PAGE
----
“We are not making assumptions,” Garces said. “We are asking for the thoughts of students and trying to figure out which components on campus are the same and which are different. It’s important to know what the UT campus is providing for minority groups to meet their success.”

Garces said CMHC wants to hear minority group experiences on campus in order to better serve minority groups who attend CMHC.

For an instant stress reliever, students played with therapy dogs from Therapy Pet Pals of Texas, Inc., a volunteer organization based out of Austin.

Volunteer John Nettle brought his Norwich Terrier and said Therapy Pet Pals of Texas brings dogs to nursing homes, hospitals and physical therapy clinics for some small scale stress relief of those present.

“We’re all dog lovers who volunteer our time and pets for a good cause,” Nettle said.

From cranking up the tunes to loading up on water, UT students are looking for ways to curb test anxiety with finals for summer classes approaching at the end of this week.

Jane Bost, associate director of the Counseling and Mental Health Center, said the center tends to see an increase in students seeking help with stress and test anxiety as the semester progresses and finals approach.

“A lot of what we see are students trying to build skills to manage stress,” Bost said. “Being at the UT is a great opportunity for students to learn how to better manage their stress before they leave here and don’t have the same access to all these great resources.”

Bost said the center tries to make help accessible by offering interactive videos, animations and quizzes on their website for students to learn to better handle the demands of their academic and professional careers.

“We have a 24-hour telephone counseling line, several workshops and ways students can learn relaxation techniques to use before exams,” she said. “We really put a high priority on helping students gain the skills to manage their stress.”

Diana Damer, a psychologist at the center, said students have been found to have higher test scores when they engage in 10 minutes of expressive writing about their anxiety before an exam.

“One thing we know about anxiety is if left untreated, it gets worse over time,” Damer said. “The things we do to manage it in the short run, like avoiding the cause of stress, end up making it worse in the long run.”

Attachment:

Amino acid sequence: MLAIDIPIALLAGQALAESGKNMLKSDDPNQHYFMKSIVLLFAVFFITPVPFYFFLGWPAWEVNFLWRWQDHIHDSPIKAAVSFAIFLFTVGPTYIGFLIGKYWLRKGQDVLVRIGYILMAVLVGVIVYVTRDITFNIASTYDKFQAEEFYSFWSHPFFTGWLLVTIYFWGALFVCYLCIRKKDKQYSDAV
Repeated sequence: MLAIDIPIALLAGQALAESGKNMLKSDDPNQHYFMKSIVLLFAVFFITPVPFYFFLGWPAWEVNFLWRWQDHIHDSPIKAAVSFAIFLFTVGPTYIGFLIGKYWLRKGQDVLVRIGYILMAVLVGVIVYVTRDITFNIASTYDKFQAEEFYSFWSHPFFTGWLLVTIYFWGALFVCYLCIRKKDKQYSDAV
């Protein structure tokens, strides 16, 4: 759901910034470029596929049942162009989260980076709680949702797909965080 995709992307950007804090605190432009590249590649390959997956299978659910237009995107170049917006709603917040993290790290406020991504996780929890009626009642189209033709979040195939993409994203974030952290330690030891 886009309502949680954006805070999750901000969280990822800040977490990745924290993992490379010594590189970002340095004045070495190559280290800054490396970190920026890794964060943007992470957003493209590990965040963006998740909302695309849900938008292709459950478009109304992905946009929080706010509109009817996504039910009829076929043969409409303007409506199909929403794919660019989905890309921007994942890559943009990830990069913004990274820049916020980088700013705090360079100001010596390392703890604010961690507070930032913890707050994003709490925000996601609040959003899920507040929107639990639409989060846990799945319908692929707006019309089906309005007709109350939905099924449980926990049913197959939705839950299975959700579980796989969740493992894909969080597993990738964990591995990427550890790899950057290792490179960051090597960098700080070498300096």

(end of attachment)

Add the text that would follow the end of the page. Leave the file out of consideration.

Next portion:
Damer said some students may feel so anxious thinking about an exam that they avoid studying altogether. It is important not to let a past failure or bad grade hinder you from trying to succeed in the future, she said.

“An optimal level of anxiety for any given task can be motivating,” Damer said. “It is unhealthy when students find themselves worrying weeks beforehand, having trouble sleeping or performing well. The idea is we’re not trying to eliminate anxiety but keep it at a healthy level.”

Undeclared sophomore Zachary Congdon said he feels attending a prestigious university can be stressful because it makes students feel pressured to succeed.

“I like to drink about a liter of water and study to something like soft rock, maybe a little piano, to keep myself relaxed,” Congdon said. “On my way to tests I jam to hardcore rap like the Ying Yang Twins to really get me ready to go.”

Ayesha Akbar, journalism and psychology sophomore, said she is trying hard to balance fasting for Ramadan this month with studying for her cumulative final in Arabic on Friday.

“Since I’m studying for a language course, I’ve been trying to write the words down repeatedly until I know them well,” Akbar said. “To relax, I always take a break by watching an episode of my favorite show, ‘Glee.’”